Stringfellow said she has heard several factors from Norwich staff who have resigned, and from those interviewed who declined Norwich positions. Some cited lower Norwich district pay and that other districts were offering signing bonuses. Benefits might be better in other districts, as Norwich has a high-deductible health insurance plan.

    Some job candidates also cited the desire to work closer to their homes, with gas prices and long commutes being “a significant factor,” Stringfellow said. Working in a suburban district verses the Norwich urban district also is deemed “easier,” she said.

    The state Department of Education identified statewide teacher shortages in bilingual education, special education, Teaching English to Speakers of Other Languages, world languages, and 4-12 grade mathematics and science, as well as speech and language pathologists and school psychologists, according to its website. The state also reported shortages for technology education teachers and school library and media specialists for Alliance Districts.

    Leslie Blatteau, a public school teacher in New Haven and president of the New Haven Federation of Teachers, is both a member of the AFT Teachers and School Staff Shortage Taskforce and a member of the AFT Connecticut PreK-12 Council.

    Blatteau said teachers are leaving the profession because of the working conditions, which have been exacerbated by the stress and trauma of the pandemic, and the lack of respect that teachers are getting on the job. It then becomes a “negative cycle,” because the remaining teachers have to pick up the work from the vacant positions, which leads to faster burnout and increased demoralization — and more people leaving the profession.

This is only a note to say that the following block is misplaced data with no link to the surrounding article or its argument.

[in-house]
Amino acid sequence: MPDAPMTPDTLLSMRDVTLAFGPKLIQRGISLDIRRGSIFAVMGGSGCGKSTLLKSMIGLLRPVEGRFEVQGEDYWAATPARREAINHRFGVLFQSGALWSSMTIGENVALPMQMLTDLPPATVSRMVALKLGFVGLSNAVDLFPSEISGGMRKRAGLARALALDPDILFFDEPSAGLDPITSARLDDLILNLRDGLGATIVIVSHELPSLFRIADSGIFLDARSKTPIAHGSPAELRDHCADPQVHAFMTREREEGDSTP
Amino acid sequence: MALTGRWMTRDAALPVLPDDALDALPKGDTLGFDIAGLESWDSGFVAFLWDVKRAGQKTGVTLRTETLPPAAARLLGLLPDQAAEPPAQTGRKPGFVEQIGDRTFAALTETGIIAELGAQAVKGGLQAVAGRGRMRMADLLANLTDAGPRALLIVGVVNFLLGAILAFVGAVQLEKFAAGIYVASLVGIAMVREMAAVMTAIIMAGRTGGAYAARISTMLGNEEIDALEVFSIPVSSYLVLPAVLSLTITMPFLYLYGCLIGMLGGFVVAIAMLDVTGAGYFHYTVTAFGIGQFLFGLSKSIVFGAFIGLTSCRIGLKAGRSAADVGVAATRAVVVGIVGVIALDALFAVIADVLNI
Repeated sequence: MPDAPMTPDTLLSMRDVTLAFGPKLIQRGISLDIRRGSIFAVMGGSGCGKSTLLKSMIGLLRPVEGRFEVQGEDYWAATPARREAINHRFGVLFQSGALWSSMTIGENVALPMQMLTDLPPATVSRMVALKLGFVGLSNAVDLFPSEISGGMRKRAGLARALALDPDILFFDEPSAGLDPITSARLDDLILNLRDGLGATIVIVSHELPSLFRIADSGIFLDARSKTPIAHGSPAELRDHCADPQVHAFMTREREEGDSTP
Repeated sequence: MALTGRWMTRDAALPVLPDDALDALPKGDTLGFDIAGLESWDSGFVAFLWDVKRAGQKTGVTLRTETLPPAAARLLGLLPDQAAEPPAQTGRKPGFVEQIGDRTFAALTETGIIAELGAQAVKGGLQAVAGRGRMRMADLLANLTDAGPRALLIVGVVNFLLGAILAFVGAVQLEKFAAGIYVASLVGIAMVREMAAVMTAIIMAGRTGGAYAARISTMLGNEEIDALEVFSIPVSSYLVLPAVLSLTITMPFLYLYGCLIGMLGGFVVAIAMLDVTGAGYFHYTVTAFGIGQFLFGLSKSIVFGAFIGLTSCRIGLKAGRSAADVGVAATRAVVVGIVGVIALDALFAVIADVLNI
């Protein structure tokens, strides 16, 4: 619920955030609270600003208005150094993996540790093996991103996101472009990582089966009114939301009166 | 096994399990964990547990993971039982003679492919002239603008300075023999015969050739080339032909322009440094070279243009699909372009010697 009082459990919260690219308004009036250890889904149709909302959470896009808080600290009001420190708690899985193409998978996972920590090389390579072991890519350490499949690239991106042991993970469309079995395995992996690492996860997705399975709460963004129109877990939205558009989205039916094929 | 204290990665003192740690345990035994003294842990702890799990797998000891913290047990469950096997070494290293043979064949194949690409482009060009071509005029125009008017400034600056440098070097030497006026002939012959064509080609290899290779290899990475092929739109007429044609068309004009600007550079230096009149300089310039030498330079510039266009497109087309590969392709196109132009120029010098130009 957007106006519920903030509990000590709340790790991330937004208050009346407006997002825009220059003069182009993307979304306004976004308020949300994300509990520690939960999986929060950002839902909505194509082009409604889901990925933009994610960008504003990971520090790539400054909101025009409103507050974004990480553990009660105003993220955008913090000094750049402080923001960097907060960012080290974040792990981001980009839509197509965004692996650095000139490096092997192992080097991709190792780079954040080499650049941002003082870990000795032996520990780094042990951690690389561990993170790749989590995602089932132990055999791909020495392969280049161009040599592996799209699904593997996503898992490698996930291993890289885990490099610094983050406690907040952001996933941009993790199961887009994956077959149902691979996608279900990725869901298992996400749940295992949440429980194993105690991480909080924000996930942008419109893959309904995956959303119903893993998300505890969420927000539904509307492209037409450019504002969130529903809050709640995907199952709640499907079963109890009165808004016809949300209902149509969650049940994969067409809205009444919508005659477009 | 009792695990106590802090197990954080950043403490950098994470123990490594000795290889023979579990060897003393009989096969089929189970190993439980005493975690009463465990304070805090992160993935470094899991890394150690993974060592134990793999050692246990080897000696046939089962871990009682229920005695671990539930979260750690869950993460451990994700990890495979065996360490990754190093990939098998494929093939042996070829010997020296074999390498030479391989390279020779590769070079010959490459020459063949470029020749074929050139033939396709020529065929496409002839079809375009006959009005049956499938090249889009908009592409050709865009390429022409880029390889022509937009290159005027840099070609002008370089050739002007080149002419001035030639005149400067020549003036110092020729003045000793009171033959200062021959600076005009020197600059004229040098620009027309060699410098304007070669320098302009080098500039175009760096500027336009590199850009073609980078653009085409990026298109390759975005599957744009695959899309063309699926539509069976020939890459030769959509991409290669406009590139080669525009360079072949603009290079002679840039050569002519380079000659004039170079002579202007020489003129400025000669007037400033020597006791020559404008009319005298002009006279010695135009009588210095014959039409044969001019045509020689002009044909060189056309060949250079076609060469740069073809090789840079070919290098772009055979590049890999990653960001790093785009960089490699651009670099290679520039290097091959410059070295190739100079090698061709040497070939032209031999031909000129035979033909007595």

The Teacher and School Staff Shortage Task Force issued a report in July with recommendations on recruiting and retaining teachers and staff. The recommendations included raising pay, diversifying the workforce, reducing class size and reducing the paperwork “collected for administrative purposes and districtwide reports,” curbing the nation’s “test-and-punish” obsession with standardized tests, and expanding collective bargaining, according to a news release from the AFT.

    The biggest issue facing Connecticut is the divide between urban districts and wealthier districts, an issue of racial and economic justice, she said. While there is a teacher shortage across the country, it’s a “double whammy,” in places like New Haven, an urban district in Connecticut, where school funding comes from local property taxes and an underfunded education cost sharing formula from the state, and salaries are not competitive with surrounding districts so teachers are leaving to go to districts where they are paid better, she said.

    Ripple effects of shortages

    As far as teachers, Montville Superintendent Laurie Pallin said Montville is only searching for a tech ed teacher and a part-time speech language teacher. The district also is searching for a vocational coach for its 18-21-year-old transition academy program. The district is still hiring for paraprofessionals, but hasn’t heard any concerns from principals about paraprofessionals.

    “We’ve done a ton of hiring this summer, more than normal,” she said. “But it’s shaping up pretty well.”

    Pallin said the concern is finding coverage for teachers, if the fall COVID-19 surge hits.

    The district has two permanent substitutes per building, but if more than two teachers are out, then other staff is pulled for coverage, she said. The district also has almost no daily substitutes.